This film is littered with a ton of celebrity cameos. Bryan Cranston even plays himself back when he was still working on Malcolm In the Middle, before his big breakout on Breaking Bad. The one cameo I loved and had actually hoped to see more of, as the character was more prominent in the book, was Sharon Stone’s portrayal of Iris Burton, Sestero’s agent. I also loved Megan Mullally as Sestero’s mother but who doesn’t love Mullally in everything?
You also get a lot of other celeb cameos, as they introduce the movie. Having known about it and having read the book, I didn’t need the intro but it serves to educate people going into this film blindly and it was still nice hearing some famous people talk about their love of The Room and its significance.
The Disaster Artist serves the story of the book well and the film was a delight. It didn’t surprise me in any way and it was pretty much exactly the film I anticipated. That’s neither good or bad, as Hollywood biopics are usually very straightforward.
Even though there weren’t surprises in the film, this is a fantastic story, that at its core, is about a man not giving up on his dream and forging his own path against those that held him back and told him “no”. The real story behind it all, is that Wiseau’s tale is an underdog tale and it’s a true story, not a Hollywood fabrication. Wiseau did something incredible and although the reception he got might not have been what he initially wanted, he did rise above all the adversity and became a star in an arena where he wasn’t welcome.
The lasting power of The Room isn’t just about how incredibly bad it is, it is that once people know its story, it is hard not to feel an intimate connection to Tommy Wiseau, a guy that should serve as an inspiration in spite of his bizarre personality and tactics.
Release Date: September 4th, 2015 (Venice International Film Festival) Directed by: Scott Cooper Written by: Jez Butterworth, Mark Mallouk Based on: Black Mass by Dick Lehr, Gerard O’Neill Music by: Tom Holkenborg Cast: Johnny Depp, Joel Edgerton, Benedict Cumberbatch, Rory Cochrane, Kevin Bacon, Jesse Plemons, Corey Stoll, Peter Sarsgaard, Dakota Johnson, David Harbour, Adam Scott, Juno Temple, W. Earl Brown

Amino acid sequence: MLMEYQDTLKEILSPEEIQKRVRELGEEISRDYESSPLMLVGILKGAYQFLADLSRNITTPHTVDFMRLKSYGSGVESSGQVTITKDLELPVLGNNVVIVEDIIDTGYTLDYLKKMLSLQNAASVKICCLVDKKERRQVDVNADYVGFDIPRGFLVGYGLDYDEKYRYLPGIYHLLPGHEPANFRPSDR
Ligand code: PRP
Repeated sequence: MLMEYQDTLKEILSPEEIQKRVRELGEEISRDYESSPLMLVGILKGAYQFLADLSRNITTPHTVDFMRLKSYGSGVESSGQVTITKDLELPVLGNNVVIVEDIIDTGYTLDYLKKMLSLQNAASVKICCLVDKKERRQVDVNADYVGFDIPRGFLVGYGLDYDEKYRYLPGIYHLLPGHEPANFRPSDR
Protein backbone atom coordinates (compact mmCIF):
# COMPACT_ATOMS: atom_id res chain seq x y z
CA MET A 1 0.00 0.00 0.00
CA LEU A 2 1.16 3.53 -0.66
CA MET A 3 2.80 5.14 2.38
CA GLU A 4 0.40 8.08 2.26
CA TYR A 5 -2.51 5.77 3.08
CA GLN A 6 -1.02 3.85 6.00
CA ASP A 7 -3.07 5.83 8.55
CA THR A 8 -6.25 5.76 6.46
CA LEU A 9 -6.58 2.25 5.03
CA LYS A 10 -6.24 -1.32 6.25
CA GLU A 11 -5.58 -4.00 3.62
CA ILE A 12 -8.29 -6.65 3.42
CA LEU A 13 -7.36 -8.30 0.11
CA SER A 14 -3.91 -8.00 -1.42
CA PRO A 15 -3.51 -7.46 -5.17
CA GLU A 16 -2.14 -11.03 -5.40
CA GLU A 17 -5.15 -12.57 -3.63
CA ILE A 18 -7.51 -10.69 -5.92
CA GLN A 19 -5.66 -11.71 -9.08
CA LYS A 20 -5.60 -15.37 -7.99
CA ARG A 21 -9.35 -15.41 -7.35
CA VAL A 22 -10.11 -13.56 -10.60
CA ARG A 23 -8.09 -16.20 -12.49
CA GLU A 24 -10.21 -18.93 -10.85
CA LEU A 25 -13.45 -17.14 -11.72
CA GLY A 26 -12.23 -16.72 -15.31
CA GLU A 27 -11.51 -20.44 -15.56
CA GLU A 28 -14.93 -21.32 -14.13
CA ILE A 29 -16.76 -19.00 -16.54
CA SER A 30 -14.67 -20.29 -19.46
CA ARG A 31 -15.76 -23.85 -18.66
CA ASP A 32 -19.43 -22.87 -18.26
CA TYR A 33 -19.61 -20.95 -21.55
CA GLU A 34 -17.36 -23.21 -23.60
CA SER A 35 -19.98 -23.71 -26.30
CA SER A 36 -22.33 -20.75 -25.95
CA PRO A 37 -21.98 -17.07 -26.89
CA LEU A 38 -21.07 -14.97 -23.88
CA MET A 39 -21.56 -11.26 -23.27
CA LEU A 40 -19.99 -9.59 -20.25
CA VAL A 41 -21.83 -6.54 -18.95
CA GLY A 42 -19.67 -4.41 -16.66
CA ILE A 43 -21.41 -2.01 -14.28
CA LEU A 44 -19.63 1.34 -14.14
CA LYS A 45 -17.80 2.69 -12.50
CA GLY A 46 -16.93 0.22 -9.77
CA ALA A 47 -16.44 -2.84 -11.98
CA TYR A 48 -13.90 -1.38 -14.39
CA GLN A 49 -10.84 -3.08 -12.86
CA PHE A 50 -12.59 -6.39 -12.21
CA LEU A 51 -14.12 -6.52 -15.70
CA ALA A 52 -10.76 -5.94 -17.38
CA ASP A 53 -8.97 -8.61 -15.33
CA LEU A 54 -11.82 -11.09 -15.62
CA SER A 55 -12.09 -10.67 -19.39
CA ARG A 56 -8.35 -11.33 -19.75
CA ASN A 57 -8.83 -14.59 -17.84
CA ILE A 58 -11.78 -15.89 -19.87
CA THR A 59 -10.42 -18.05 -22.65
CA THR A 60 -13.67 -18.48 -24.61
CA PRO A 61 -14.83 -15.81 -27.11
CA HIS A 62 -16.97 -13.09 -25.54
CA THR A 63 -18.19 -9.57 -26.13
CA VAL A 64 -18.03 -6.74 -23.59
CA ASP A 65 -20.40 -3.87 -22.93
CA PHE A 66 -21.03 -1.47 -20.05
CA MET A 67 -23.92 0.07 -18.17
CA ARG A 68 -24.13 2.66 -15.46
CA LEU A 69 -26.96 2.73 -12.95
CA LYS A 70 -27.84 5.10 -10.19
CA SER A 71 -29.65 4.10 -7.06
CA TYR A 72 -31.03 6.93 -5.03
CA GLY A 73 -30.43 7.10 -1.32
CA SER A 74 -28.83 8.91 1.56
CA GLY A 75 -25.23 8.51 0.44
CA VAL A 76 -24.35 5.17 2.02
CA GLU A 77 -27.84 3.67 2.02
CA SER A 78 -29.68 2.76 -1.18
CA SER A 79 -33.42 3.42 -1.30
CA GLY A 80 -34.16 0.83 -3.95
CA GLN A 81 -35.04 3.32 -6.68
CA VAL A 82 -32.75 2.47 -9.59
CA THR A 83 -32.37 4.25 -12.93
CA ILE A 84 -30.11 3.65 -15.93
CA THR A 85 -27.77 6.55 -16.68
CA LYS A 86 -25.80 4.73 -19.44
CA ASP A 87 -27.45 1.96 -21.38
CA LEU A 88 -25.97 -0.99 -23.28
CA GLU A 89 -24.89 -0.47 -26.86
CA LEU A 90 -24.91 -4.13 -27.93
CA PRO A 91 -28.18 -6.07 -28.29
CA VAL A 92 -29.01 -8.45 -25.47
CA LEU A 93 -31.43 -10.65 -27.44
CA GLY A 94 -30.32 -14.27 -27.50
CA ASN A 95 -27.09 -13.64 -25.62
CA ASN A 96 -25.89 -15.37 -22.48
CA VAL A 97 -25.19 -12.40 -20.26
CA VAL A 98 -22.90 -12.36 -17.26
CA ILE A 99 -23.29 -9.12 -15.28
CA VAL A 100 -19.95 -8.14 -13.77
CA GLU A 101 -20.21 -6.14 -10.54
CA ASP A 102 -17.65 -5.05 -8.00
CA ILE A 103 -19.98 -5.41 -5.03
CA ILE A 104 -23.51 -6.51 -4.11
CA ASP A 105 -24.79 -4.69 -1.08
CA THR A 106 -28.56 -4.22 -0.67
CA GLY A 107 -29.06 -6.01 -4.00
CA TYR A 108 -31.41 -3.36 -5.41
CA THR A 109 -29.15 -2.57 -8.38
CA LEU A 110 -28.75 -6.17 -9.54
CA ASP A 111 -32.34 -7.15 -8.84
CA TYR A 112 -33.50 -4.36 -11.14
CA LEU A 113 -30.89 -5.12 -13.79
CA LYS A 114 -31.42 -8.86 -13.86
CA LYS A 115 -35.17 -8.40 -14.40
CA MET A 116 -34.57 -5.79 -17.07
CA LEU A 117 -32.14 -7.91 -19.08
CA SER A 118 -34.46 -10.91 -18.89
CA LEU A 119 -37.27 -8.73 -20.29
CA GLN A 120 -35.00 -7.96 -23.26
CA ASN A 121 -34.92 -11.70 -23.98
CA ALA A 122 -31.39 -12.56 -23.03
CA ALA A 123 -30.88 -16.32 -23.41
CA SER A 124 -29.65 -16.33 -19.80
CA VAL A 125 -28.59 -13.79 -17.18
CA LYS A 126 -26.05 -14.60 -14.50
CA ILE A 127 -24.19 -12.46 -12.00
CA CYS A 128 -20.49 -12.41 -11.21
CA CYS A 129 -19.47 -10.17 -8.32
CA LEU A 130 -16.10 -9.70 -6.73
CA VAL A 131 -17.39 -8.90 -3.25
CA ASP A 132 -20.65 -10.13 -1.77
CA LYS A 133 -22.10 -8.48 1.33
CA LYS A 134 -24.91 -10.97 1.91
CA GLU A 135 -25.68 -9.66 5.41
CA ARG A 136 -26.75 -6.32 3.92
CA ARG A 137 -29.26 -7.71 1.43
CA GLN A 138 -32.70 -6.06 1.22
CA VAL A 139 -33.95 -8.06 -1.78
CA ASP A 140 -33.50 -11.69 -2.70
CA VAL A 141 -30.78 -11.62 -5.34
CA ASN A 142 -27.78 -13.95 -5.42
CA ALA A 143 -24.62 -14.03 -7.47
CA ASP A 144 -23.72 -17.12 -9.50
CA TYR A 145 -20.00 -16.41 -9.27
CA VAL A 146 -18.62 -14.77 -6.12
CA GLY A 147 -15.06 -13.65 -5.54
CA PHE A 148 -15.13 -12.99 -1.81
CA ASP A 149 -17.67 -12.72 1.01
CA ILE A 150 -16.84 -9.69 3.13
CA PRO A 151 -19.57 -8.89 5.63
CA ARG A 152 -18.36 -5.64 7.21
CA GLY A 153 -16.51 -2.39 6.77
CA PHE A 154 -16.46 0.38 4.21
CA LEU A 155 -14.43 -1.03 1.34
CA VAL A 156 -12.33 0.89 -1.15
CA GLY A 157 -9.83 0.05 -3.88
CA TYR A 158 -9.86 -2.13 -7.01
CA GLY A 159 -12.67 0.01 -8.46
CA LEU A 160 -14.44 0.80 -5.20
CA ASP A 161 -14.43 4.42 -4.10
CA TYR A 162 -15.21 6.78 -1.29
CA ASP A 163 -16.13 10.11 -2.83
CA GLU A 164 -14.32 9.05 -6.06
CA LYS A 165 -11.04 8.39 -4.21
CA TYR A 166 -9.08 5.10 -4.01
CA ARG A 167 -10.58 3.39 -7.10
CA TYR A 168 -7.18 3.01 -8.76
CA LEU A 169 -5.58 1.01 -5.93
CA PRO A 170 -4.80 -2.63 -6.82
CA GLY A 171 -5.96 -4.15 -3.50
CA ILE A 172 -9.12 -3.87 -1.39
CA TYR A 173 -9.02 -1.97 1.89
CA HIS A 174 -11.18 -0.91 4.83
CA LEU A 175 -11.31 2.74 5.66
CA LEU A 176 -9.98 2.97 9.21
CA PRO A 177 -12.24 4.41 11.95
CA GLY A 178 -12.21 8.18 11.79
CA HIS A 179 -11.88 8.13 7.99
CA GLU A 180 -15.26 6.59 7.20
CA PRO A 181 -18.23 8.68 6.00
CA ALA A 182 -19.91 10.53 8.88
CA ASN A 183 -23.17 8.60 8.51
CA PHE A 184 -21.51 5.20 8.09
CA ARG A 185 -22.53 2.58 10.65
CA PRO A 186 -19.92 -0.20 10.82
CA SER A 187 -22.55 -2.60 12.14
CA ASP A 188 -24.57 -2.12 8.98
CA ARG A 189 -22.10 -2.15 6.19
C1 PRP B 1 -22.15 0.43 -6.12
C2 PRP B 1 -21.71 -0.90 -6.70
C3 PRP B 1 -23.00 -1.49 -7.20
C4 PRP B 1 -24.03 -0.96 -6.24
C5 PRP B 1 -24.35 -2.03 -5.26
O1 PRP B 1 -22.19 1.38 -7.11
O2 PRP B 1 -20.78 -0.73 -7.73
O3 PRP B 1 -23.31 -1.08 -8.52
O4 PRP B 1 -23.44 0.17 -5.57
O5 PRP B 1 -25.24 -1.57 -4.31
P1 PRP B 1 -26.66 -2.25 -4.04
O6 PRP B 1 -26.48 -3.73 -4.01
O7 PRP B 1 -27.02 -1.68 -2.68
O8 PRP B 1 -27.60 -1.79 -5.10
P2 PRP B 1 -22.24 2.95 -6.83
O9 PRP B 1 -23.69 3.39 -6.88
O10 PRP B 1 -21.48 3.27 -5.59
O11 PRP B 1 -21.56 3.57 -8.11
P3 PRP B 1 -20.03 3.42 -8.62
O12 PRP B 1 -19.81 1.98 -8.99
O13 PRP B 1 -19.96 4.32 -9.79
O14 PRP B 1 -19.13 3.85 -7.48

Cross Creek Pictures, RatPac-Dune Entertainment, Warner Bros., 122 Minutes
*written in 2015.
“Take your shot, but make it your best. ‘Cause I get up, I eat ya.” – Whitey Bulger
Black Mass is the latest mobster biopic to come down the pipeline. What makes this one interesting is Johnny Depp wears a bunch of heavy make-up that looks odd and makes him look like the elderly love child of Ray Liotta and one of those reptilian aliens that I heard are taking over the U.S. government.
The film is directed by Scott Cooper, who also did the critically-acclaimed Crazy Heart and the mediocre Out of the Furnace. He also acted in an episode of The X-Files a long time ago. I wouldn’t say that this film brings back the bright shining star status Cooper had with his debut Crazy Heart but it isn’t a bad film by any means. It is more eventful than Out of the Furnace but unlike that film, I don’t care about any of the characters in Black Mass.
Depp’s portrayal of James “Whitey” Bulger is interesting and well executed for the material but there is a real lack of material there. There is no character building or development. What you have is a one-dimensional psycho on screen from the opening bell to the closing bell. His backstory is casually mentioned, his relationship with his friends and family is bland and he just feels like a cookie cutter bad guy in a cookie cutter mob film. I don’t care about Bulger, good or bad. I don’t sympathize with him or hate him. I should feel something, correct? And that is how it is for every character in this film.
For a movie boasting a cast of names like Depp, Benedict Cumberbatch, Kevin Bacon, Peter Sarsgaard, Joel Edgerton, Jesse Plemons, Adam Scott, Corey Stoll, Julianne Nicholson and Juno Temple – I expected more. Additionally, Rory Cochrane from Dazed and Confused and Empire Records has an integral role, as does Dakota Johnson, who I am not as familiar with but she is some sort of big deal because she was in Fifty Shades of Grey (hopefully that’s not all she’s going to be known for).